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  • Beth Pariseau

What Are My Rights As a Policy Holder?

Suffering from a loss after a storm can be overwhelming and frustrating. Understanding the claim's process and knowing your rights as a policy holder can make the process of rebuilding feel less frustrating. An insurance policy is a contract between the insurer and the policyholder, which determines the claims which the insurer is legally required to pay. It also defines your rights and obligations as well as the rights and obligations of the insurance company. When a homeowner is faced with the task of speaking to the insurance company about their policy or a claim that has been filed, it often feels like the insurance company has the upper hand.

The laws tell insurance companies and their representatives what they must do, can do, and cannot do when an insurance claim is filed. While the laws in every state do vary slightly, there are 4 consistent important homeowners rights that all policy holders should be aware of.

  • Right to a full copy of your policy - As a consumer and policy holder, you have the right to obtain or be given a full copy of your policy free of charge. It is important to understand your home coverages and also any exclusions your insurance company has listed. Knowing your policy provides you with the basic knowledge needed to ensure your property has the best coverage for your situation as well as what to expect during the claims process.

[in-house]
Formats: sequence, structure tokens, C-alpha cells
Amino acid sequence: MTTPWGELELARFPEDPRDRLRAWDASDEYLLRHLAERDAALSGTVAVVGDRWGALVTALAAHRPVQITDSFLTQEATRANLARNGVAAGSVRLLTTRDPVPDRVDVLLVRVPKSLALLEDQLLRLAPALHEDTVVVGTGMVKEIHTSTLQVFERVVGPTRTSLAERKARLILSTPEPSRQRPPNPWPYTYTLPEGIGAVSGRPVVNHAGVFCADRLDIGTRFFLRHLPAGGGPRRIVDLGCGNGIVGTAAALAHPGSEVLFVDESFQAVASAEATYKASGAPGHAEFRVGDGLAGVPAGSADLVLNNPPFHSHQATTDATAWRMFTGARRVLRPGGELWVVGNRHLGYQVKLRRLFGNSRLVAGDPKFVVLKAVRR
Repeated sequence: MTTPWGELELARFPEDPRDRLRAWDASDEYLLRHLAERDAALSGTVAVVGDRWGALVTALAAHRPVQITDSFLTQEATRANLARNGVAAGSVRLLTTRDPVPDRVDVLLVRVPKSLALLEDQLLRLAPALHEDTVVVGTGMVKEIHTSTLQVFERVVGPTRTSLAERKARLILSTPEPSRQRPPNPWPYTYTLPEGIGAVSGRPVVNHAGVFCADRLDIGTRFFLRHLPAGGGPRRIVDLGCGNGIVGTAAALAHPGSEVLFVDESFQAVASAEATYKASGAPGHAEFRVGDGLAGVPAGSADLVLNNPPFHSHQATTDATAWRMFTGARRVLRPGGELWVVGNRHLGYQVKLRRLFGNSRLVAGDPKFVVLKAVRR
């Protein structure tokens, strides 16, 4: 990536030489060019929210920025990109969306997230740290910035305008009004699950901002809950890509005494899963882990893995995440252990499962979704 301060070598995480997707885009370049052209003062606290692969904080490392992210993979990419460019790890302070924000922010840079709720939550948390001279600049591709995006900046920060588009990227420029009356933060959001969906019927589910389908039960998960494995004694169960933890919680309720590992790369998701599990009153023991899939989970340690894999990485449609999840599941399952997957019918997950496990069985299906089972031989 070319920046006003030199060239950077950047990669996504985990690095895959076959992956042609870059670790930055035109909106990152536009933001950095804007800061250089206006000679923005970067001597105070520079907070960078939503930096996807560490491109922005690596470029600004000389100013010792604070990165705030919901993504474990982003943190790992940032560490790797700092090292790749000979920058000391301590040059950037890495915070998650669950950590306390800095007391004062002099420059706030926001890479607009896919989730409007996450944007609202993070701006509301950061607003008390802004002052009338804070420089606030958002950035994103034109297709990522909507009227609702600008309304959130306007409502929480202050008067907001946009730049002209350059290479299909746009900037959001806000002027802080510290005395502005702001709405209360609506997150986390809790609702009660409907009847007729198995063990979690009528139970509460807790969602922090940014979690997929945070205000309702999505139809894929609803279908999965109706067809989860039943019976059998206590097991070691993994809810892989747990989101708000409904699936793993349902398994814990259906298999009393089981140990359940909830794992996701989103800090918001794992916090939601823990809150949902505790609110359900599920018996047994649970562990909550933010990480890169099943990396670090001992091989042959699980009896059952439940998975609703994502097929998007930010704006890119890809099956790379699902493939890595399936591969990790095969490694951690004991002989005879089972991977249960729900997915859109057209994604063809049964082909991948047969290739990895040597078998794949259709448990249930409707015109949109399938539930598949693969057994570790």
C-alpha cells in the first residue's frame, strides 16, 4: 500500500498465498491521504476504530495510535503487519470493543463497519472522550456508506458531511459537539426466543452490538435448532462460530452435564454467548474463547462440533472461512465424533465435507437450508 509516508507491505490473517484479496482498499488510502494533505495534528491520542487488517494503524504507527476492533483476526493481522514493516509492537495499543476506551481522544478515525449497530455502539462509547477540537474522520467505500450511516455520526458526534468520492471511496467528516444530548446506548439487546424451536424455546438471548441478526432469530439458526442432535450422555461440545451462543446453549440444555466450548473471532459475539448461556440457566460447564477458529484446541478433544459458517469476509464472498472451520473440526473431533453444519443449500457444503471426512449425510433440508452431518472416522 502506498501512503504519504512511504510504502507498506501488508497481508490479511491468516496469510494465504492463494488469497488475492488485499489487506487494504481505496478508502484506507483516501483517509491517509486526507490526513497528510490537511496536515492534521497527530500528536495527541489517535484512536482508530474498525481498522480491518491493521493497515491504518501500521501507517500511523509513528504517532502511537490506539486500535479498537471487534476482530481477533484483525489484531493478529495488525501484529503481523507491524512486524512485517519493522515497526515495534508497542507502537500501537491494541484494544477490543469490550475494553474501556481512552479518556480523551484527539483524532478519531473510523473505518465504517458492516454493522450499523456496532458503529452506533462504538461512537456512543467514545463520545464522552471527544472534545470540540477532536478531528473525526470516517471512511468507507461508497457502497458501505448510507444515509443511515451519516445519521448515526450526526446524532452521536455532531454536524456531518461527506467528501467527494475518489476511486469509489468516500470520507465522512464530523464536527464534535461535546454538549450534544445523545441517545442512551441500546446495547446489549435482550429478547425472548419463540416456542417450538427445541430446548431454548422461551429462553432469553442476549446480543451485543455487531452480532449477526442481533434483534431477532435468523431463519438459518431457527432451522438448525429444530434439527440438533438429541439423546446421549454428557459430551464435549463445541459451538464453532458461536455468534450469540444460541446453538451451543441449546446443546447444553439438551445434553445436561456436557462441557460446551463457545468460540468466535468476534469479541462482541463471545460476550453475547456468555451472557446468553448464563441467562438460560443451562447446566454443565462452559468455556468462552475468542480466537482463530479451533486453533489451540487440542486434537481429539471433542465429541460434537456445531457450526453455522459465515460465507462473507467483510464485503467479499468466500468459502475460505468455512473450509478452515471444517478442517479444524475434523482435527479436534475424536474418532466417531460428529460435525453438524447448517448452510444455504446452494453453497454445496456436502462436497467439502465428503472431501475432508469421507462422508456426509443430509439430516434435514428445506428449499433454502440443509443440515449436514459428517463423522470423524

• Right to a coverage letter - For a homeowner going through the process of an insurance claim, understanding your insurance company’s coverage decision is important. If your insurance company approved your claim and made a payment, you have the right to know what that payment is and what was paid for. If your insurance company is denying coverage, you have the right to know under what part of the policy are you being denied coverage for.

  • Right to good faith claim's handling - An insurance company could potentially face a civil action against them and be exposed to significant financial consequences by acting in bad faith when settling claims with their insureds. Make copies, and maintain documentation of all written and verbal correspondence and consult with an attorney or file a complaint with the Department of Insurance if you feel like you’ve been wrongly denied or underpaid. Don't let your insurance company give you the runaround!

  • What constitutes as bad faith? Per the NC Department of Insurance: Unfair Claim Settlement Practices. – Committing or performing with such frequency as to indicate a general business practice of any of the following: Provided, however, that no violation of this subsection shall of itself create any cause of action in favor of any person other than the Commissioner:

a. Misrepresenting pertinent facts or insurance policy provisions relating to coverages at issue;

b. Failing to acknowledge and act reasonably promptly upon communications with respect to claims arising under insurance policies;